Face It: ‘Rocky’ was a Mistake
You’d think I’d learn. Every fall we have an Expo, and every Expo involves client dinners, so off I’d go, committed to a great night out until … like clockwork … my phone would ring. On the other end might be our bedraggled events coordinator, or a stressed out marketing person, or most often, longtime Path to Purchase Institute boss Peter Hoyt himself.
The request was always the same: Come to the Design of the Times gallery – right now! – and look at the “Best of Times” display that the judges just picked. And with that, our annual round of second-guessing would begin: “Is it too weird? Did they enter the wrong category? Is it too big/small, fancy/cheap and/or bells & whistle-y? ... Will we look like idiots?”
I doubt Price Waterhouse goes through half the anxiety at the Academy Awards that we do at the DOTs … well, except when they give out the wrong envelope. After just about every one of these “best in show” announcements, I’ve been met with shaking heads and dagger stares from P-O-P guys who think our judges got it wrong.
Given this contest’s 25-year history, some of them might’ve been right. Would any movie buff today still rate the Oscar-winning “Rocky” higher than that year’s losers: “Taxi Driver,” “Network” and “All the President’s Men”?
My all-time favorite second-guessed winner was a back-to-school blue-jeans display for The Children’s Place, a Secaucus, New Jersey-based kids clothing chain. Staffers worried that, after years of winners with more electronics than Apollo 11, this seemed awfully simple. But once you read its backstory, you realized that the display was what mathematicians call an “elegant solution” that addressed a problem with beautiful simplicity and effectiveness. Yes, it served the conventional “4 C’s” purposes of capturing attention and conveying, but the real issue was that, before visual support was added, shopper moms dove into the folded piles of merchandise and passed them around. The retailer discovered that inordinate staff time was dedicated to refolding this one product line all day long. The display saved the account.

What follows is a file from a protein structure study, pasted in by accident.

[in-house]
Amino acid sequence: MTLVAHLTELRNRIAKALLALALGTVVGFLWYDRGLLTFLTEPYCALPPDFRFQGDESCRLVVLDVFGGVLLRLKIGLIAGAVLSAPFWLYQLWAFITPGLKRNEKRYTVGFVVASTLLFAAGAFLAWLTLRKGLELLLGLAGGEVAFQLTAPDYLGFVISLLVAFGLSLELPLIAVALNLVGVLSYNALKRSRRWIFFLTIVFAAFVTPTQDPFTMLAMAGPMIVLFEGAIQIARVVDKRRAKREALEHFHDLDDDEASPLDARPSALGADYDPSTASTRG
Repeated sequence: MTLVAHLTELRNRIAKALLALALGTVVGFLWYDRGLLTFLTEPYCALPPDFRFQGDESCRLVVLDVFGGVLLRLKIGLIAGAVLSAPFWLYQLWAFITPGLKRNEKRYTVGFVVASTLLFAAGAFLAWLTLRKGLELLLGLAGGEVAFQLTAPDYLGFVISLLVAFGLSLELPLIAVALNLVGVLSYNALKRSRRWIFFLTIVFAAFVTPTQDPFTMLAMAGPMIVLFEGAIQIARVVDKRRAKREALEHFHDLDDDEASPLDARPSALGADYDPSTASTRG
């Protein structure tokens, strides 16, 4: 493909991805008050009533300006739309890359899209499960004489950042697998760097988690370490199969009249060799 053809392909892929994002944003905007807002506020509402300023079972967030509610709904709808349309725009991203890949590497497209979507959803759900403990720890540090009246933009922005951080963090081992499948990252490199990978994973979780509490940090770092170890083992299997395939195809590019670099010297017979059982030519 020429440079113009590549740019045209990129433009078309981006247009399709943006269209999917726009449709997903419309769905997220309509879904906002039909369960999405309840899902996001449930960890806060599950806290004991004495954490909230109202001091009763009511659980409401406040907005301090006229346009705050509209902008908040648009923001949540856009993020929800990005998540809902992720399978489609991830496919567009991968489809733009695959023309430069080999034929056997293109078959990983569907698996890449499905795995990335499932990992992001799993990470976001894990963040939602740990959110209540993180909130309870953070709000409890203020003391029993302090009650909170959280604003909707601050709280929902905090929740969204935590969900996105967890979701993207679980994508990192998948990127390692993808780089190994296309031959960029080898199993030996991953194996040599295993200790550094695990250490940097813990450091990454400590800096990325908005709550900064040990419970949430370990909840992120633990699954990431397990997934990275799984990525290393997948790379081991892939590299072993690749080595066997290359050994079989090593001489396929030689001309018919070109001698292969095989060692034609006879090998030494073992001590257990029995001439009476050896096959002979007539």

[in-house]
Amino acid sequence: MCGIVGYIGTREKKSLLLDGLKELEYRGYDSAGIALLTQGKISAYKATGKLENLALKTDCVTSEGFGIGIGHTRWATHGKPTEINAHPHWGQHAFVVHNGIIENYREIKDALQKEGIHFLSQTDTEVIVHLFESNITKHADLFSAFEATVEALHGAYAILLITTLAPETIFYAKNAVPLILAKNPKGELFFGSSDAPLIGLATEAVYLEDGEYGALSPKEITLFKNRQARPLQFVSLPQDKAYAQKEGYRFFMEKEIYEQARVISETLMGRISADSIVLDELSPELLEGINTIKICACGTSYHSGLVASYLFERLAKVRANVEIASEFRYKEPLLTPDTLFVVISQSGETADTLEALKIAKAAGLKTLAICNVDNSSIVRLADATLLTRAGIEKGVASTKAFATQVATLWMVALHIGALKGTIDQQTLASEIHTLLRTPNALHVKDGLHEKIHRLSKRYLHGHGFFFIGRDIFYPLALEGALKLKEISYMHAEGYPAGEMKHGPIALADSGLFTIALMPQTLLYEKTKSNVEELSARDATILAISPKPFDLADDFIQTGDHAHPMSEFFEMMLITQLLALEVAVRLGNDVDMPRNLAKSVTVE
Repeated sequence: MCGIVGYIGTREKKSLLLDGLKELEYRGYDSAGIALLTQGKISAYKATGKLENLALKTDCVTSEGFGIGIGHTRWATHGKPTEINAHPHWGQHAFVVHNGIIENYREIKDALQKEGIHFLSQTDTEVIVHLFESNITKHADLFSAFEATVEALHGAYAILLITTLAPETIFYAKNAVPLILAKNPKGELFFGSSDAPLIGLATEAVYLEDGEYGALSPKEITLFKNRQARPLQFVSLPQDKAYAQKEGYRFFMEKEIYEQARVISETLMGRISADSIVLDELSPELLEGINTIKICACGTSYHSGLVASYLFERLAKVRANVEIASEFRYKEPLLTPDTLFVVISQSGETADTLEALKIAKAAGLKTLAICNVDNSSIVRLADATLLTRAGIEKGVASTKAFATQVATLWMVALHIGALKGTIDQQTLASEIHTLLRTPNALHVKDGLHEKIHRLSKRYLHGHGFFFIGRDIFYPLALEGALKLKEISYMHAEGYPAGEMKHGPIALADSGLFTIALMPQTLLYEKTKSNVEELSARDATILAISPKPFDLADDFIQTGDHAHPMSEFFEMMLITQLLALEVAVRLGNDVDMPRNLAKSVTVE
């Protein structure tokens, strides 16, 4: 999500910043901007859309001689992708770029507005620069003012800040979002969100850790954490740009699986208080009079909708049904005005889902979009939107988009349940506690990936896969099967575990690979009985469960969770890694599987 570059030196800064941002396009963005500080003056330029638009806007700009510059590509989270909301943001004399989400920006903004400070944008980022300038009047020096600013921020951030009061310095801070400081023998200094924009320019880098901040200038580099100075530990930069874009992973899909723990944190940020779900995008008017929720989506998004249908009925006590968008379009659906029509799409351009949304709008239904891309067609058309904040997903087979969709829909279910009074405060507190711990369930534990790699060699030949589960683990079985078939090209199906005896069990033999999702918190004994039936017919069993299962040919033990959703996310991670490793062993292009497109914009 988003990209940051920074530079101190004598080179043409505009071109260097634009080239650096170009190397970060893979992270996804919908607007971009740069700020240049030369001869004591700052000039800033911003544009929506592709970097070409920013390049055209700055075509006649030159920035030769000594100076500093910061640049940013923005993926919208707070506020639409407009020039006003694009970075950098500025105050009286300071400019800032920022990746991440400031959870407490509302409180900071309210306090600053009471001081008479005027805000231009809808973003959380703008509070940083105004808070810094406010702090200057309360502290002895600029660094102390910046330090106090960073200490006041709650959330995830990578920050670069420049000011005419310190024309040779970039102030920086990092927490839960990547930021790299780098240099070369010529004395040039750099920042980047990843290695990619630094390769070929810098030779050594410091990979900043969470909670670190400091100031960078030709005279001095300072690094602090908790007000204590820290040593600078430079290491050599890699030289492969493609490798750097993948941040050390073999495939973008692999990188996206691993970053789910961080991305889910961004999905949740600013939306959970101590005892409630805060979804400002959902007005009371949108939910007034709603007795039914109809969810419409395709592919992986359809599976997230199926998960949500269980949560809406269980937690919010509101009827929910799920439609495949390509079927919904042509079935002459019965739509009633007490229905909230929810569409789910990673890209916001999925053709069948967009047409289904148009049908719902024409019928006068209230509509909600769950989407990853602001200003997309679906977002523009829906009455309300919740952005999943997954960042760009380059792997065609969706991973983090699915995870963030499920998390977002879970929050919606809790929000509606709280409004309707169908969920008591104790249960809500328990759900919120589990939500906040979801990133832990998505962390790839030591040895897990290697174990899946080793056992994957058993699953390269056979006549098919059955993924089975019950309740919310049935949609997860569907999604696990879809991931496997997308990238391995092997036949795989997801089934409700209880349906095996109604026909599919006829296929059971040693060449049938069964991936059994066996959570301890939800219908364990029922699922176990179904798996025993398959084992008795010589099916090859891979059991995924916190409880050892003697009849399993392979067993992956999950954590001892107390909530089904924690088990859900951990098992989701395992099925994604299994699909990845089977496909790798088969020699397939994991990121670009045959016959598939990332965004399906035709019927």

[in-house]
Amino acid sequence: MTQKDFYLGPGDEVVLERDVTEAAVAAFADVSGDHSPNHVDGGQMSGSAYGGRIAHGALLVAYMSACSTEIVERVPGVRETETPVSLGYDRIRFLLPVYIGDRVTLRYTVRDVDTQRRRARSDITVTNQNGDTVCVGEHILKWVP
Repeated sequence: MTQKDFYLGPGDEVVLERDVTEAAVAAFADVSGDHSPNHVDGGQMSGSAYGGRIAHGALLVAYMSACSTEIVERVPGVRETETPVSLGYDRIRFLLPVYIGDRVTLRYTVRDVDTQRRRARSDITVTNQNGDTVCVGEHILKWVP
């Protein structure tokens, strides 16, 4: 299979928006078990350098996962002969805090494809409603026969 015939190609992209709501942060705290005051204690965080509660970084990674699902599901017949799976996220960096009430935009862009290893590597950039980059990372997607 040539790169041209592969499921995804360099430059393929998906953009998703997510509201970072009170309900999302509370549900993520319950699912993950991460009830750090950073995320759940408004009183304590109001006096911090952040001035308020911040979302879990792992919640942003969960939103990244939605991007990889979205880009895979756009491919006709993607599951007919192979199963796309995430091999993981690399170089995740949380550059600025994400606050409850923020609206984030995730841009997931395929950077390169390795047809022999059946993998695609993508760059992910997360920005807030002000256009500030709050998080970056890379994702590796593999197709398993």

Despite the panicky moments, we never overruled a judges’ determination, and certainly not to favor (despite what some people think) an advertiser. Yes, we were a hyper-competitive, sales-oriented operation. But we did everything by the book because we were empowered, by the boss, to serve the industry, even when that meant irritating the boss himself by showcasing an archrival (there – I said it) with articles like this issue’s OMA winners.
But no sooner had I stepped back to “emeritus” status than the editors completely lost their minds. They’ve embarked upon their own “Best of the Best” DOT retrospective, opening a contentious can of worms that will culminate at this fall’s Path to Purchase Expo (Nov. 13-14) to celebrate its 25th anniversary. In conjunction with executives from MarketingLab/SellCheck, they will re-evaluate the top winners through the years and try to identify in-store campaigns that, in hindsight, represented truly breakthrough thinking. Holy moly.
The first part of their “DOT Retrospective” begins in this issue and will continue in the next few issues. Then, as part of the “Shopper Strategies” P2PX session track, editor-in-chief Peter Breen and MarketingLab’s Rich Butwinick will walk attendees through their picks. Also at that time, info on the next DOT competition (which is slated for 2020) will be announced.
This I gotta see. Join me as I question, second-guess and generally heckle Pete and Rich from the audience at 9:30 a.m. on Thursday, Nov. 14, at the Hyatt Regency Chicago.